Secondary glazing installed in 250 year-old Granary, Hindmarsh Hall, to provide enhanced thermal insulation
Hindmarsh Hall, Grade II Listed, was originally one of three granaries at the south-end of the village of Alnmouth, Northumberland. In 1859 it was converted into an Anglican Chapel and only 16 years later was made redundant and used as a village Town Hall.
In the 1930s Leonard King Hindmarsh bought the dilapidated property off the Northumberland Family, saw it refurbished to a fit state and gave it to the community of Alnmouth.
During 2003-04, the Trustees completed a programme of restoration and updating of Hindmarsh Hall – yet, 14 years later, a comprehensive condition survey highlighted further works were required.
Giles Arthur Architects was employed to conceptualise the trustee’s vision; addressing structural issues, space planning and making the building more energy efficient to reduce on-going running costs.
Providing enhanced thermal insulation
Selectaglaze’s 4-12-4mm, low-E, sealed unit secondary glazing was specified to provide enhanced thermal insulation.
All the openings have deep splayed reveals, so the secondary glazing was fixed with a maximum cavity close to the wall face where it was wider, framing the primary window, allowing unrestricted opening of the units and proving full access for cleaning and maintenance.
Fenestral, partner of Selectaglaze, managed the surveying and installation of the project. Using laser measuring equipment, 3D information was produced for the manufacturing of the timber grounds and casements.
The tall lancet windows posed a challenge due to their height; 3350mm. Each of these openings were built up with a Series 41 side hung casement set between two Series 40 fixed light units.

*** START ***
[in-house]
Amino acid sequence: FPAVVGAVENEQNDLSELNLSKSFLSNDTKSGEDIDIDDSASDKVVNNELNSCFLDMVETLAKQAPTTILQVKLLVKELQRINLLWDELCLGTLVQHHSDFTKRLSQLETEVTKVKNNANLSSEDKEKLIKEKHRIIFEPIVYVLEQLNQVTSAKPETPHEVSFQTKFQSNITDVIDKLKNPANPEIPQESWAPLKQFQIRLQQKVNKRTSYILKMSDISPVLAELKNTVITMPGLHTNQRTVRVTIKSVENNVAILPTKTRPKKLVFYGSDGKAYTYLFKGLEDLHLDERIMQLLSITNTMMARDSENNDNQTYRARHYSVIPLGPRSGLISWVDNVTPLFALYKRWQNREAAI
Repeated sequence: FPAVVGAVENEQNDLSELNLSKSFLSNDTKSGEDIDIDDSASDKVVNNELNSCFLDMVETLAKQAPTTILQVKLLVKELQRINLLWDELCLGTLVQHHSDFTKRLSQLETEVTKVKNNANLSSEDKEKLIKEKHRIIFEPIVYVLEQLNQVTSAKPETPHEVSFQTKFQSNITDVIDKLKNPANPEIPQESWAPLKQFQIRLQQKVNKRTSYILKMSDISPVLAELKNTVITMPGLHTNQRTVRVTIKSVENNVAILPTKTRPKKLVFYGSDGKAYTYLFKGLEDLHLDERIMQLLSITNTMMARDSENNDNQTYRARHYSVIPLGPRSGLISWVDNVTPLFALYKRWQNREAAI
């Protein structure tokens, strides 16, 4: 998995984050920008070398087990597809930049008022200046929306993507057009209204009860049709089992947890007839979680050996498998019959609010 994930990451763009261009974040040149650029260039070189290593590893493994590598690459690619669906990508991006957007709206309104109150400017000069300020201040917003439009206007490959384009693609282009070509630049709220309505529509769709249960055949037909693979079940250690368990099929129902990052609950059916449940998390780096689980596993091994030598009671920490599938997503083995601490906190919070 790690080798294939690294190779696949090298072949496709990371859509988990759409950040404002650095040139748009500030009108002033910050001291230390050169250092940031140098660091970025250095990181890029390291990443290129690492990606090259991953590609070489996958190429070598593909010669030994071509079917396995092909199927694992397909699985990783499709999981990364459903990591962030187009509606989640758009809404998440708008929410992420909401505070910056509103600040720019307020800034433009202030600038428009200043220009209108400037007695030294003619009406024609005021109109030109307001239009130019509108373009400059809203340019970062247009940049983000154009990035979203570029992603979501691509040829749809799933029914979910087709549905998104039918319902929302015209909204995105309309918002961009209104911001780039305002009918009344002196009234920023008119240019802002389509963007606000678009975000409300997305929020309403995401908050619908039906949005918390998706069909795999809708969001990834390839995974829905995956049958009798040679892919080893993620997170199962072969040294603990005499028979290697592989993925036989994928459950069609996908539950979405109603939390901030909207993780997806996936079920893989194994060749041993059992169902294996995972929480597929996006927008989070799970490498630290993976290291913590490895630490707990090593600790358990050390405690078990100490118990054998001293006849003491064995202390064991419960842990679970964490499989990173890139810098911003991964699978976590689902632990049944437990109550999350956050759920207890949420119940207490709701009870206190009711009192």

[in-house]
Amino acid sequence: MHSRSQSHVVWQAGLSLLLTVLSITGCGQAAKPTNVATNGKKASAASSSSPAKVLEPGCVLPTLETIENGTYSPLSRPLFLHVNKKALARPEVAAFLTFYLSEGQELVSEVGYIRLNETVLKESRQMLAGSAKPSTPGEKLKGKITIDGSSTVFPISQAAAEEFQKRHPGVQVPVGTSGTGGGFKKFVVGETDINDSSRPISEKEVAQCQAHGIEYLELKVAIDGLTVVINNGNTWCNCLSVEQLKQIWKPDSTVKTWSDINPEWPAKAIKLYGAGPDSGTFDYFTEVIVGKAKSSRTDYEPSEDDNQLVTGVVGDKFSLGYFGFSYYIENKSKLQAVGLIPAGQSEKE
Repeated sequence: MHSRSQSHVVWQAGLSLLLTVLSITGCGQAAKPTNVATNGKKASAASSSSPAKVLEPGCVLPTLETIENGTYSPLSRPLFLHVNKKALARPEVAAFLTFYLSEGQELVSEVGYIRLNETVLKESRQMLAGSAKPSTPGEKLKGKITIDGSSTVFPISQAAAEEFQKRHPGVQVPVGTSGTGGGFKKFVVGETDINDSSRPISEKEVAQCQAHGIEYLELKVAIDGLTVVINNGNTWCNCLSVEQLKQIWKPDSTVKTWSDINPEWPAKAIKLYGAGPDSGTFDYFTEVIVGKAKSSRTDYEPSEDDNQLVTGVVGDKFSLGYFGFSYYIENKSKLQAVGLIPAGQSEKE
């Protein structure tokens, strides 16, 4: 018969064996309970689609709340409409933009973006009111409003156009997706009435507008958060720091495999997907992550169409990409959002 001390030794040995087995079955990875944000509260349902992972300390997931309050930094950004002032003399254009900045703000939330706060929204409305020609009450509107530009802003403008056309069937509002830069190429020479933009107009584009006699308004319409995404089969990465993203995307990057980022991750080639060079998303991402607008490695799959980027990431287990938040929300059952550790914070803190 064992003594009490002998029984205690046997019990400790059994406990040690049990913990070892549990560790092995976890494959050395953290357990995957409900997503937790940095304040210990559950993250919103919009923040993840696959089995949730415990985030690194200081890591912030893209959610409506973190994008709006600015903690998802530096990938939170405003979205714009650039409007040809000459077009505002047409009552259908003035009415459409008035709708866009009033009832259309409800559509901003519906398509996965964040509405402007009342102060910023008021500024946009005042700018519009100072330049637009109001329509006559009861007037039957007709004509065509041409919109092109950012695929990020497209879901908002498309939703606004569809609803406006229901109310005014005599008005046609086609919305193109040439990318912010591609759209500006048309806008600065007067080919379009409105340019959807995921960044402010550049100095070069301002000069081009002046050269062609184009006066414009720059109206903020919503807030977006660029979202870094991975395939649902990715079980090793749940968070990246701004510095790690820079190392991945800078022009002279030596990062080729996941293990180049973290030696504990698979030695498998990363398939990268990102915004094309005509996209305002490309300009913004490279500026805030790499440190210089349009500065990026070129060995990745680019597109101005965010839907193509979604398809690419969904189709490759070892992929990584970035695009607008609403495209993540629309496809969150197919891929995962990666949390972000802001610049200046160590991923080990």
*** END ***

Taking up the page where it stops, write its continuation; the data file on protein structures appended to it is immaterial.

The timber grounds were crafted on site by experienced installers and scribed to ensure the tightest fit for the secondary glazing.
Restoration and preservation
Giles Arthur RIBA ARB, said: “We have been working with the Hindmarsh Hall committee and Alnmouth Parish Council for over 4 years to secure the long term future of the Hall and expand the range of use it can accommodate.
“Central to the project has been the restoration and preservation of Salvin’s lancet windows as, historically, they have been the weak point in the fabric of the building. The input of Selectaglaze and Fenestral have been invaluable thanks to their extensive experience in the field of secondary glazing in historic properties.
“The completed phase 1 glazing installation went very smoothly and the results should generate the impetus required to realise the much larger phase 2 works to the very large lancet windows in the main hall.”
“We are not only pleased with the functionality of the new glazing – it is doing all it was intended to do from a thermal efficiency point of view and it allows access to the original glazing for maintenance – but it also lets in more light and reveals all of the original windows,” added Dr Bourne, Trustee.